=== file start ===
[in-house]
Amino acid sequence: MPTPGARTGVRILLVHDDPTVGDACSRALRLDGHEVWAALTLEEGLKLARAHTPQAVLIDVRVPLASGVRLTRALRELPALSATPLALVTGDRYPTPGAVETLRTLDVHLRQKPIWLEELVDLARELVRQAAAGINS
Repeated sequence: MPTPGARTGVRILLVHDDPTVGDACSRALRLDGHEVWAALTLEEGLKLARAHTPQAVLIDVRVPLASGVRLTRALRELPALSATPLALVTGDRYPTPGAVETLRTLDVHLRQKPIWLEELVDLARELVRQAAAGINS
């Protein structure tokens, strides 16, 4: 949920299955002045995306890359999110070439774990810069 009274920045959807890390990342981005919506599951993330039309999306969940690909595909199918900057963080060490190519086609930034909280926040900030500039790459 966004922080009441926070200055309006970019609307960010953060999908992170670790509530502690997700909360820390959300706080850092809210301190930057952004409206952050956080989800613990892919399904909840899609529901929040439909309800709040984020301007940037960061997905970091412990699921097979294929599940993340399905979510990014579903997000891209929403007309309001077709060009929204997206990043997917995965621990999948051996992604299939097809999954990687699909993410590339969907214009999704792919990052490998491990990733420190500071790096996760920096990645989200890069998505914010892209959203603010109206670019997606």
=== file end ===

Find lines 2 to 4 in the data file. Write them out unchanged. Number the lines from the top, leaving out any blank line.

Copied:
Amino acid sequence: MPTPGARTGVRILLVHDDPTVGDACSRALRLDGHEVWAALTLEEGLKLARAHTPQAVLIDVRVPLASGVRLTRALRELPALSATPLALVTGDRYPTPGAVETLRTLDVHLRQKPIWLEELVDLARELVRQAAAGINS
Repeated sequence: MPTPGARTGVRILLVHDDPTVGDACSRALRLDGHEVWAALTLEEGLKLARAHTPQAVLIDVRVPLASGVRLTRALRELPALSATPLALVTGDRYPTPGAVETLRTLDVHLRQKPIWLEELVDLARELVRQAAAGINS
């Protein structure tokens, strides 16, 4: 949920299955002045995306890359999110070439774990810069 009274920045959807890390990342981005919506599951993330039309999306969940690909595909199918900057963080060490190519086609930034909280926040900030500039790459 966004922080009441926070200055309006970019609307960010953060999908992170670790509530502690997700909360820390959300706080850092809210301190930057952004409206952050956080989800613990892919399904909840899609529901929040439909309800709040984020301007940037960061997905970091412990699921097979294929599940993340399905979510990014579903997000891209929403007309309001077709060009929204997206990043997917995965621990999948051996992604299939097809999954990687699909993410590339969907214009999704792919990052490998491990990733420190500071790096996760920096990645989200890069998505914010892209959203603010109206670019997606």